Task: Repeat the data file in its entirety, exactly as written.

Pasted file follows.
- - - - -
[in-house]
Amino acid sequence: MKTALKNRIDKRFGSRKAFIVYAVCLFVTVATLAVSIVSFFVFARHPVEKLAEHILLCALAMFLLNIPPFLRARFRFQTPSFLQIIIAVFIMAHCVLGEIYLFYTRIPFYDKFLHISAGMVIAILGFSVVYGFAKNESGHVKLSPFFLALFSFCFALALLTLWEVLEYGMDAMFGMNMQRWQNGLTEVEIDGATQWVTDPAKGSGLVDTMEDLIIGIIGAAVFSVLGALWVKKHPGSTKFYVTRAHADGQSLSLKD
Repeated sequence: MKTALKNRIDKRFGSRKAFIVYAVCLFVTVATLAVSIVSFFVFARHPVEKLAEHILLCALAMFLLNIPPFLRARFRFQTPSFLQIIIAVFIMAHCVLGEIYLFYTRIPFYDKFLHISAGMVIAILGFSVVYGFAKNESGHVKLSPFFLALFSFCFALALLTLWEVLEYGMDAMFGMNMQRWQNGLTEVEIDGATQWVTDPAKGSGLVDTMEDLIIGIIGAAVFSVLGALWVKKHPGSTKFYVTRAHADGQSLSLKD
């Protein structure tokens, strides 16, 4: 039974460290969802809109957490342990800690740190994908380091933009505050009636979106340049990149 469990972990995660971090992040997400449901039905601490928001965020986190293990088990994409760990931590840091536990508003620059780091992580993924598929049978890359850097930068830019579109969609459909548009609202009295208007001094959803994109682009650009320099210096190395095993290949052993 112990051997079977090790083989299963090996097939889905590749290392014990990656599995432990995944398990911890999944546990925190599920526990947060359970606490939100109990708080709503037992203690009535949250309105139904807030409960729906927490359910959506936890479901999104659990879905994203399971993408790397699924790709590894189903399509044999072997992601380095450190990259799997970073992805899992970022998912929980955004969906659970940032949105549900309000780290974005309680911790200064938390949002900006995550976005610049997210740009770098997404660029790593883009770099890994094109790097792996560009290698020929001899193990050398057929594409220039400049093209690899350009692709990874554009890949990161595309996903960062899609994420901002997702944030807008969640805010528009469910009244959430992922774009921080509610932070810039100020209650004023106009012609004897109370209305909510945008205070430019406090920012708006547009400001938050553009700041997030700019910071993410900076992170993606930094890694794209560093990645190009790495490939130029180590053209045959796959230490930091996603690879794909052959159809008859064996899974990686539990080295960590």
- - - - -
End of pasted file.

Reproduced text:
[in-house]
Amino acid sequence: MKTALKNRIDKRFGSRKAFIVYAVCLFVTVATLAVSIVSFFVFARHPVEKLAEHILLCALAMFLLNIPPFLRARFRFQTPSFLQIIIAVFIMAHCVLGEIYLFYTRIPFYDKFLHISAGMVIAILGFSVVYGFAKNESGHVKLSPFFLALFSFCFALALLTLWEVLEYGMDAMFGMNMQRWQNGLTEVEIDGATQWVTDPAKGSGLVDTMEDLIIGIIGAAVFSVLGALWVKKHPGSTKFYVTRAHADGQSLSLKD
Repeated sequence: MKTALKNRIDKRFGSRKAFIVYAVCLFVTVATLAVSIVSFFVFARHPVEKLAEHILLCALAMFLLNIPPFLRARFRFQTPSFLQIIIAVFIMAHCVLGEIYLFYTRIPFYDKFLHISAGMVIAILGFSVVYGFAKNESGHVKLSPFFLALFSFCFALALLTLWEVLEYGMDAMFGMNMQRWQNGLTEVEIDGATQWVTDPAKGSGLVDTMEDLIIGIIGAAVFSVLGALWVKKHPGSTKFYVTRAHADGQSLSLKD
């Protein structure tokens, strides 16, 4: 039974460290969802809109957490342990800690740190994908380091933009505050009636979106340049990149 469990972990995660971090992040997400449901039905601490928001965020986190293990088990994409760990931590840091536990508003620059780091992580993924598929049978890359850097930068830019579109969609459909548009609202009295208007001094959803994109682009650009320099210096190395095993290949052993 112990051997079977090790083989299963090996097939889905590749290392014990990656599995432990995944398990911890999944546990925190599920526990947060359970606490939100109990708080709503037992203690009535949250309105139904807030409960729906927490359910959506936890479901999104659990879905994203399971993408790397699924790709590894189903399509044999072997992601380095450190990259799997970073992805899992970022998912929980955004969906659970940032949105549900309000780290974005309680911790200064938390949002900006995550976005610049997210740009770098997404660029790593883009770099890994094109790097792996560009290698020929001899193990050398057929594409220039400049093209690899350009692709990874554009890949990161595309996903960062899609994420901002997702944030807008969640805010528009469910009244959430992922774009921080509610932070810039100020209650004023106009012609004897109370209305909510945008205070430019406090920012708006547009400001938050553009700041997030700019910071993410900076992170993606930094890694794209560093990645190009790495490939130029180590053209045959796959230490930091996603690879794909052959159809008859064996899974990686539990080295960590």